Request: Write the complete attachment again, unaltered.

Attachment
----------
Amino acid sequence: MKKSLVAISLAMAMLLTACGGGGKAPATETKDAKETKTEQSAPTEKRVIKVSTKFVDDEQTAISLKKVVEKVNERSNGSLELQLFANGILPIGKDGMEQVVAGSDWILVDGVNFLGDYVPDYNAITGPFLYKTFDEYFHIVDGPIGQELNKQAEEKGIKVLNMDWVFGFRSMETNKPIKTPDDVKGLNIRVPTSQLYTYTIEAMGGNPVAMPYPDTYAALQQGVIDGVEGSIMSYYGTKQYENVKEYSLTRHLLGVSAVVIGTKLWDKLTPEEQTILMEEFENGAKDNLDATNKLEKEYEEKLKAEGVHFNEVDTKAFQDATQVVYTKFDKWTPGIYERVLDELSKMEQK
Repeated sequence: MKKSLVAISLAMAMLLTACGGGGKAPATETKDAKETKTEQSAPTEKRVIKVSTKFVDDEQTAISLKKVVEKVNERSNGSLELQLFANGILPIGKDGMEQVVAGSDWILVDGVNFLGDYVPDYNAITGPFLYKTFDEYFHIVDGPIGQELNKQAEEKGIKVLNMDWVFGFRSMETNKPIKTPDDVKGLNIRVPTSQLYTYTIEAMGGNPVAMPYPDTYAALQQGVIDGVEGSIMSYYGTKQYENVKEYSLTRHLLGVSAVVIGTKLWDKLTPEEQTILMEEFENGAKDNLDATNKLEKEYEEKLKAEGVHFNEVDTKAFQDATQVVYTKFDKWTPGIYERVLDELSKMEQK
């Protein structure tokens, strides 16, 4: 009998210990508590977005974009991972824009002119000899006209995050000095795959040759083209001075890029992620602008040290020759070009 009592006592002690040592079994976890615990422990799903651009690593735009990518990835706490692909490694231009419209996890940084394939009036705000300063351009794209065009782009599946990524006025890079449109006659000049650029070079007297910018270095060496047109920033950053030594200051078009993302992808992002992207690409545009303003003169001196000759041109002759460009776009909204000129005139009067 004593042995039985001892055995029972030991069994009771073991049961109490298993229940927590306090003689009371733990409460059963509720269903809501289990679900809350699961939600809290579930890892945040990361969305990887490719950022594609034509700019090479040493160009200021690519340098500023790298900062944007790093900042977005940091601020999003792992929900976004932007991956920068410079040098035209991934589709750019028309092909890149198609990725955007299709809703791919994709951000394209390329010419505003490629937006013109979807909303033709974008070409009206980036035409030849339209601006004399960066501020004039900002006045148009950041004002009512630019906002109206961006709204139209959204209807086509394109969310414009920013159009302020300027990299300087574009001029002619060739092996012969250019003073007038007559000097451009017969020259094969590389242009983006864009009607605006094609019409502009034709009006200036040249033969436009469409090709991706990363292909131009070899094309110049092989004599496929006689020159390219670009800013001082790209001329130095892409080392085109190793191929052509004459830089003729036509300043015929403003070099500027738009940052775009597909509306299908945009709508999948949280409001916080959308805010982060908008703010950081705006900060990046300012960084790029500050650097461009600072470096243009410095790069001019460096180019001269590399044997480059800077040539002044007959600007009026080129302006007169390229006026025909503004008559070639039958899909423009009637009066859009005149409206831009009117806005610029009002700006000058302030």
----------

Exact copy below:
Amino acid sequence: MKKSLVAISLAMAMLLTACGGGGKAPATETKDAKETKTEQSAPTEKRVIKVSTKFVDDEQTAISLKKVVEKVNERSNGSLELQLFANGILPIGKDGMEQVVAGSDWILVDGVNFLGDYVPDYNAITGPFLYKTFDEYFHIVDGPIGQELNKQAEEKGIKVLNMDWVFGFRSMETNKPIKTPDDVKGLNIRVPTSQLYTYTIEAMGGNPVAMPYPDTYAALQQGVIDGVEGSIMSYYGTKQYENVKEYSLTRHLLGVSAVVIGTKLWDKLTPEEQTILMEEFENGAKDNLDATNKLEKEYEEKLKAEGVHFNEVDTKAFQDATQVVYTKFDKWTPGIYERVLDELSKMEQK
Repeated sequence: MKKSLVAISLAMAMLLTACGGGGKAPATETKDAKETKTEQSAPTEKRVIKVSTKFVDDEQTAISLKKVVEKVNERSNGSLELQLFANGILPIGKDGMEQVVAGSDWILVDGVNFLGDYVPDYNAITGPFLYKTFDEYFHIVDGPIGQELNKQAEEKGIKVLNMDWVFGFRSMETNKPIKTPDDVKGLNIRVPTSQLYTYTIEAMGGNPVAMPYPDTYAALQQGVIDGVEGSIMSYYGTKQYENVKEYSLTRHLLGVSAVVIGTKLWDKLTPEEQTILMEEFENGAKDNLDATNKLEKEYEEKLKAEGVHFNEVDTKAFQDATQVVYTKFDKWTPGIYERVLDELSKMEQK
């Protein structure tokens, strides 16, 4: 009998210990508590977005974009991972824009002119000899006209995050000095795959040759083209001075890029992620602008040290020759070009 009592006592002690040592079994976890615990422990799903651009690593735009990518990835706490692909490694231009419209996890940084394939009036705000300063351009794209065009782009599946990524006025890079449109006659000049650029070079007297910018270095060496047109920033950053030594200051078009993302992808992002992207690409545009303003003169001196000759041109002759460009776009909204000129005139009067 004593042995039985001892055995029972030991069994009771073991049961109490298993229940927590306090003689009371733990409460059963509720269903809501289990679900809350699961939600809290579930890892945040990361969305990887490719950022594609034509700019090479040493160009200021690519340098500023790298900062944007790093900042977005940091601020999003792992929900976004932007991956920068410079040098035209991934589709750019028309092909890149198609990725955007299709809703791919994709951000394209390329010419505003490629937006013109979807909303033709974008070409009206980036035409030849339209601006004399960066501020004039900002006045148009950041004002009512630019906002109206961006709204139209959204209807086509394109969310414009920013159009302020300027990299300087574009001029002619060739092996012969250019003073007038007559000097451009017969020259094969590389242009983006864009009607605006094609019409502009034709009006200036040249033969436009469409090709991706990363292909131009070899094309110049092989004599496929006689020159390219670009800013001082790209001329130095892409080392085109190793191929052509004459830089003729036509300043015929403003070099500027738009940052775009597909509306299908945009709508999948949280409001916080959308805010982060908008703010950081705006900060990046300012960084790029500050650097461009600072470096243009410095790069001019460096180019001269590399044997480059800077040539002044007959600007009026080129302006007169390229006026025909503004008559070639039958899909423009009637009066859009005149409206831009009117806005610029009002700006000058302030």